“Is the end in sight for theoretical physics,” asked Stephen Hawking at his inaugural lecture as Lucasian Professor of Mathematics at the University of Cambridge. Hawking defined “the end” of theoretical physics to be the successful development of a complete, consistent, and unified physical theory able to account for all possible observations. Toward the end of the lecture Hawking singles out what he regarded to be a promising candidate for this, namely N=8 supergravity.
The Lucasian Chair is named after Henry Lucas, a powerful and wealthy benefactor whose money led to the establishment of the professorship in 1663. You can read Hawking’s inaugural lecture as published by the CERN Courier in two parts; part 1 linked here and part 2 linked here.
Thus far supergravity has accounted for no observations other than those already accounted for. Rather than describing all possible observations, supergravity describes precisely zero. This has not prevented the three inventors of supergravity, Sergio Ferrara, Dan Freedman and Peter van Nieuwenhuizen, from being awarded a Special Breakthrough Prize of $3 million ($1 million each) from a foundation funded by Yuri Milner, Mark Zuckerberg, Sergey Brin, and Anne Wojcicki all extremely wealthy individuals. Nature has a good article on this, and both Sabine Hossenfelder and Peter Woit have good posts on their respective weblogs.
Supergravity is a theory of quantum gravity, which like most of the species posit a hypothetical spin 2 particle, the graviton, as the carrier of the gravitational force. The standard model does not include gravity, and general relativity is not a quantum theory of gravity. The super in supergravity comes from supersymmetry, which holds that all particles, bosons and fermions, have a supersymmetric partner. A boson has a fermion superpartner, and a fermion a boson superpartner. Bosons are particles with integer spin and obey Bose-Einstein statistics. The carrier particles of the forces of nature, excluding gravity, are bosons. Fermions are particles with half-integer spin, and they obey both Fermi-Dirac statistics and the Pauli exclusion principle. Supergravity holds that the graviton of quantum gravity has a supersymmetric partner known as the spin 3/2 gravitino.
The thing is that supersymmetry has not been observed in nature. The superpartners of natural supersymmetry have not been found at the LHC as was hoped by advocates of the theory. As Woit points out in his post the chances that supersymmetry, the uglier versions thereof, will be found anytime soon, or with equipment remotely on the horizon, look grim indeed. That’s a drag for a theory whose main selling point is beauty through economy of assumptions accompanied by a breadth of explanation.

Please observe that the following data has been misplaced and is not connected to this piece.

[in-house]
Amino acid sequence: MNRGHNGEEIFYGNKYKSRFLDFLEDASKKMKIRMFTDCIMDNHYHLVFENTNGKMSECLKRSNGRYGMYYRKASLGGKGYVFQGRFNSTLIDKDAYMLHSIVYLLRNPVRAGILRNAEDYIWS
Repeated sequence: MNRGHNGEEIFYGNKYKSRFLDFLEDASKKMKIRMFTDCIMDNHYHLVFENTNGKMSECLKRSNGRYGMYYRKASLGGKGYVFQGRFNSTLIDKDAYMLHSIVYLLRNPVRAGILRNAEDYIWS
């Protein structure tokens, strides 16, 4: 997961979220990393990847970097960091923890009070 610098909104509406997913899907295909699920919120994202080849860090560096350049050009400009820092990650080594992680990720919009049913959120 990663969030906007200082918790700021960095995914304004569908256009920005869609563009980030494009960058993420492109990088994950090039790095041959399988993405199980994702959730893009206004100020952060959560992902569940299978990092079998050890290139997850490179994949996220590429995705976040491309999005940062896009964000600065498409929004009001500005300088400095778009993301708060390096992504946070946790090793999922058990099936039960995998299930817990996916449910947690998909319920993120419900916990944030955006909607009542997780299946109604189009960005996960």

Hossenfleder concludes her post by writing
“Awarding a scientific prize, especially one accompanied by so much publicity, for an idea that has no evidence speaking for it, sends the message that in the foundations of physics contact to observation is no longer relevant. If you want to be successful in my research area, it seems, what matters is that a large number of people follow your footsteps, not that your work is useful to explain natural phenomena.”
A prize worth its salt, I personally think there shouldn’t be any such prizes, is awarded for intellectual achievements that have a strong, if not overwhelming, degree of warranted assertibility. At the very least we might say that the Breakthrough Prize for supergravity is the type one expects to be awarded in an epistemological era marked by the Trump administration. In the Trump era bullshit rises to the top.
Supergravity was eclipsed as the favoured theory to end theoretical physics, not long after Hawking delivered his inaugural lecture, in what is now known as “the first superstring revolution.” It was largely forgotten. However, it again rose to prominence in the “second superstring revolution” when, in this case N=11, supergravity was shown to be dual with multiple versions of superstring theory and so part of a wider theory called “M theory.” Supersymmetry, however, remains critical to the story. With M theory also came a myriad of solutions each descriptive of a world other than the one we observe, the multiverse as it were, thus moving beyond a description of Hawking’s “all possible” observations.
We might say, then, that supergravity has indeed ushered in the end of theoretical physics for it has heralded a shift from physics to metaphysics. There’s a bit of irony here as metaphysics itself went analytical at about the same time, with Saul Kripke’s “possible worlds” semantics a type of multiverse as it were but at least it had the virtue of speaking of truth values that apply across all possible worlds (no Anthropic Principle needed bwahahaha). Formal and symbolic metaphysics is still metaphysics. The answer to Hawking’s question was YEEEES, but not quite in the way he envisaged it. For another interesting point, look at what the recipients of the Breakthrough Prize say (in the Nature article) about their use of computers to test the theory in the early days and how Hawking concludes at the end of his inaugural lecture.
The Breakthrough Prize award for supergravity tells us little, in fact nothing, about nature, but it does tell us plenty about the oligarchisation of society and the role of science in neoliberal society. As we know inequality, particularly in the United States, has risen significantly over the last 35 to 40 years. That is to say, over a period whose origins coincide with Hawking’s inaugural lecture. By the mid to late 1990s wealth and income had accumulated to the top end of society to such a degree Business Week asked in a headline, “The Problem Now: What To Do With All That Cash.” Hello, supergravity!